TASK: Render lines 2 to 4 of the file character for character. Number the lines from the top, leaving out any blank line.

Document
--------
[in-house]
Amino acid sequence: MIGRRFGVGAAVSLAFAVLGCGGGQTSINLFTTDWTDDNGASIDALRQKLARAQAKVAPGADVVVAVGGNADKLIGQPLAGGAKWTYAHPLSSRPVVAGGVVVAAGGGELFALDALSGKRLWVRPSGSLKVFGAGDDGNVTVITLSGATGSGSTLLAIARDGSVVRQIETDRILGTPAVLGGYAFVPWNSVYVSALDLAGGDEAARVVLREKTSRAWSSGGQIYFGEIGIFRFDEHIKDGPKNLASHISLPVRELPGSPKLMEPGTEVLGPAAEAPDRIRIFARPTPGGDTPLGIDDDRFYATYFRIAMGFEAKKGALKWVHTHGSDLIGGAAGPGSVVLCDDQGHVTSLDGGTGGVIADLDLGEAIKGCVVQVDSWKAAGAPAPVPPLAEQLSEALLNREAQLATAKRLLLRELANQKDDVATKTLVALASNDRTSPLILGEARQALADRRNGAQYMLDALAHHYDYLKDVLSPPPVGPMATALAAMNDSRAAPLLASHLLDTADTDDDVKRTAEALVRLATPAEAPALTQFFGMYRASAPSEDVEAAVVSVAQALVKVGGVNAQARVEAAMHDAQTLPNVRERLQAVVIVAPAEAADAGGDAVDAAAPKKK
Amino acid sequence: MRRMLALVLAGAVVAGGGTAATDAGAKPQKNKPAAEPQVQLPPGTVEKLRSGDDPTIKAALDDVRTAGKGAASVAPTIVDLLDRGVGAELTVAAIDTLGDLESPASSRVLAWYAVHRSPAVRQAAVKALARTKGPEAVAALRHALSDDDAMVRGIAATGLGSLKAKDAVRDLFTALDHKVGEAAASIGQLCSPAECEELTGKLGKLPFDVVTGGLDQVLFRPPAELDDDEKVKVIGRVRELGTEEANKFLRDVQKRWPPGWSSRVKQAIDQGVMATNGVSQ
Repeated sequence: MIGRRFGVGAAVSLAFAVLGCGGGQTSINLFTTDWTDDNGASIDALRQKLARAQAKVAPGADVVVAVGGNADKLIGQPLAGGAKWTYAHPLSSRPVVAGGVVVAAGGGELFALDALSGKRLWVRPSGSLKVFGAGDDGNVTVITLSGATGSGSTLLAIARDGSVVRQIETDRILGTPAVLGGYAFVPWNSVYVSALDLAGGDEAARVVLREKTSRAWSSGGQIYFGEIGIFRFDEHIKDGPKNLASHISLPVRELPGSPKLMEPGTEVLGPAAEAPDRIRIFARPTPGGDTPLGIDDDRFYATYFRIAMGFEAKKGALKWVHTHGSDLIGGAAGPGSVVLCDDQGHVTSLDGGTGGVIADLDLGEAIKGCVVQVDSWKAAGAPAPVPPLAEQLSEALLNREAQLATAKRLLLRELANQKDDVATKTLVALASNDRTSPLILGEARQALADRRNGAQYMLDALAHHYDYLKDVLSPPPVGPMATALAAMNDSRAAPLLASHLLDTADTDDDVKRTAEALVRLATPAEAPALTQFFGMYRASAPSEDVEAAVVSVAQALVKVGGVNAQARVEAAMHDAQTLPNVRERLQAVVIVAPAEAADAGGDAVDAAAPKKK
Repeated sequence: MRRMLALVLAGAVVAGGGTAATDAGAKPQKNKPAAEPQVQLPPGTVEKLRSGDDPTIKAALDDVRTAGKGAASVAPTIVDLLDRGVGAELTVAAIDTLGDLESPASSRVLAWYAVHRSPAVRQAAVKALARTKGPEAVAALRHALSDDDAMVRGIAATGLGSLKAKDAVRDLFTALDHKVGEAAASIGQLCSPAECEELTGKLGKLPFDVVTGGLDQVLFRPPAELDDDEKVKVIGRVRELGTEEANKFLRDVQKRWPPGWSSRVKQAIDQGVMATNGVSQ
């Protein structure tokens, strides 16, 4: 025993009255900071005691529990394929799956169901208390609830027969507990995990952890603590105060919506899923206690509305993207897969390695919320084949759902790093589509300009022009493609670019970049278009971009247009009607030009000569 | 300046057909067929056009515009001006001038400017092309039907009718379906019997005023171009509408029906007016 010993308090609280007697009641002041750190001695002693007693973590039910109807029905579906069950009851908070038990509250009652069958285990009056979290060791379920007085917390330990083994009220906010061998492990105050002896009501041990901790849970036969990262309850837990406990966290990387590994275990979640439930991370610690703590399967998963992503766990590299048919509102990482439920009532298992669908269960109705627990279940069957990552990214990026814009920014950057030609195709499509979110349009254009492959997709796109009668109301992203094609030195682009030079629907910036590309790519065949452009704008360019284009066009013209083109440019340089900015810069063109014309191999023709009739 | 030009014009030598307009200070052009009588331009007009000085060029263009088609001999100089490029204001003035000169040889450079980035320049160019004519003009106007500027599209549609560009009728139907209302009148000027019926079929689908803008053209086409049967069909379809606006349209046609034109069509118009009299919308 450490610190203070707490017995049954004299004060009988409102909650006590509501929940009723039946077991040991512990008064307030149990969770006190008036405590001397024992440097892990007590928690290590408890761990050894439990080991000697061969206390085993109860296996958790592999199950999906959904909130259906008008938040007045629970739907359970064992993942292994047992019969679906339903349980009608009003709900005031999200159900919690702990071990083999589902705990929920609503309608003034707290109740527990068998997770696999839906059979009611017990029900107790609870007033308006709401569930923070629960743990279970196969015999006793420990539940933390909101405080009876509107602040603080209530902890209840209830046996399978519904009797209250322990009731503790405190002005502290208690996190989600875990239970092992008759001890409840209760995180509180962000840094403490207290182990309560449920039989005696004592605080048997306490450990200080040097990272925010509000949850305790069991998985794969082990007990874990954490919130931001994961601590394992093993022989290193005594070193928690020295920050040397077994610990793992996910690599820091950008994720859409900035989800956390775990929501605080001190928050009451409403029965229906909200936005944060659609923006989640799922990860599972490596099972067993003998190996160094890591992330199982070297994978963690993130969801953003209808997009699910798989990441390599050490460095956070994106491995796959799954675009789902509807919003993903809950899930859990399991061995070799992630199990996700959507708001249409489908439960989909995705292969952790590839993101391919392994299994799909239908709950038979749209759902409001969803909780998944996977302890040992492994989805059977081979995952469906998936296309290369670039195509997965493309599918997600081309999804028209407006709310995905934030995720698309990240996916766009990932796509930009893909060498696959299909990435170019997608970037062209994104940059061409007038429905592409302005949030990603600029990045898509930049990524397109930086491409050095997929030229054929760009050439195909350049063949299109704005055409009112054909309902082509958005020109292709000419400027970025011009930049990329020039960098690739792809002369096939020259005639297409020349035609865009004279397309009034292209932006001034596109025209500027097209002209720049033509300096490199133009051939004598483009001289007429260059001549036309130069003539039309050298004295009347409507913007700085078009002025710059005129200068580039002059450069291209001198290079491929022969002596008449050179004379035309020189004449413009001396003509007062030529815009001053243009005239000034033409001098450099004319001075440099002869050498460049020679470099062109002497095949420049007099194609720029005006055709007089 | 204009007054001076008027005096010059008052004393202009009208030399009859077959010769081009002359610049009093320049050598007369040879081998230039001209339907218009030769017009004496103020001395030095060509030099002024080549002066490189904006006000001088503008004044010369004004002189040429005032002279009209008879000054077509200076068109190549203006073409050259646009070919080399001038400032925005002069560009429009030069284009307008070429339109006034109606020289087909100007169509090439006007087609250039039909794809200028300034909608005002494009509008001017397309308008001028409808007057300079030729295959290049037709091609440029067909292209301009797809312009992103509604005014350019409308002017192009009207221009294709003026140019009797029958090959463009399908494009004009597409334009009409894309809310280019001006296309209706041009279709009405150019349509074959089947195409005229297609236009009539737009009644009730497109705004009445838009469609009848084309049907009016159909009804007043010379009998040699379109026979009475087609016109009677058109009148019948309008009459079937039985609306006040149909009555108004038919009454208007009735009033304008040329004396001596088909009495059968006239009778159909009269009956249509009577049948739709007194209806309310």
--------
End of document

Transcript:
Amino acid sequence: MIGRRFGVGAAVSLAFAVLGCGGGQTSINLFTTDWTDDNGASIDALRQKLARAQAKVAPGADVVVAVGGNADKLIGQPLAGGAKWTYAHPLSSRPVVAGGVVVAAGGGELFALDALSGKRLWVRPSGSLKVFGAGDDGNVTVITLSGATGSGSTLLAIARDGSVVRQIETDRILGTPAVLGGYAFVPWNSVYVSALDLAGGDEAARVVLREKTSRAWSSGGQIYFGEIGIFRFDEHIKDGPKNLASHISLPVRELPGSPKLMEPGTEVLGPAAEAPDRIRIFARPTPGGDTPLGIDDDRFYATYFRIAMGFEAKKGALKWVHTHGSDLIGGAAGPGSVVLCDDQGHVTSLDGGTGGVIADLDLGEAIKGCVVQVDSWKAAGAPAPVPPLAEQLSEALLNREAQLATAKRLLLRELANQKDDVATKTLVALASNDRTSPLILGEARQALADRRNGAQYMLDALAHHYDYLKDVLSPPPVGPMATALAAMNDSRAAPLLASHLLDTADTDDDVKRTAEALVRLATPAEAPALTQFFGMYRASAPSEDVEAAVVSVAQALVKVGGVNAQARVEAAMHDAQTLPNVRERLQAVVIVAPAEAADAGGDAVDAAAPKKK
Amino acid sequence: MRRMLALVLAGAVVAGGGTAATDAGAKPQKNKPAAEPQVQLPPGTVEKLRSGDDPTIKAALDDVRTAGKGAASVAPTIVDLLDRGVGAELTVAAIDTLGDLESPASSRVLAWYAVHRSPAVRQAAVKALARTKGPEAVAALRHALSDDDAMVRGIAATGLGSLKAKDAVRDLFTALDHKVGEAAASIGQLCSPAECEELTGKLGKLPFDVVTGGLDQVLFRPPAELDDDEKVKVIGRVRELGTEEANKFLRDVQKRWPPGWSSRVKQAIDQGVMATNGVSQ
Repeated sequence: MIGRRFGVGAAVSLAFAVLGCGGGQTSINLFTTDWTDDNGASIDALRQKLARAQAKVAPGADVVVAVGGNADKLIGQPLAGGAKWTYAHPLSSRPVVAGGVVVAAGGGELFALDALSGKRLWVRPSGSLKVFGAGDDGNVTVITLSGATGSGSTLLAIARDGSVVRQIETDRILGTPAVLGGYAFVPWNSVYVSALDLAGGDEAARVVLREKTSRAWSSGGQIYFGEIGIFRFDEHIKDGPKNLASHISLPVRELPGSPKLMEPGTEVLGPAAEAPDRIRIFARPTPGGDTPLGIDDDRFYATYFRIAMGFEAKKGALKWVHTHGSDLIGGAAGPGSVVLCDDQGHVTSLDGGTGGVIADLDLGEAIKGCVVQVDSWKAAGAPAPVPPLAEQLSEALLNREAQLATAKRLLLRELANQKDDVATKTLVALASNDRTSPLILGEARQALADRRNGAQYMLDALAHHYDYLKDVLSPPPVGPMATALAAMNDSRAAPLLASHLLDTADTDDDVKRTAEALVRLATPAEAPALTQFFGMYRASAPSEDVEAAVVSVAQALVKVGGVNAQARVEAAMHDAQTLPNVRERLQAVVIVAPAEAADAGGDAVDAAAPKKK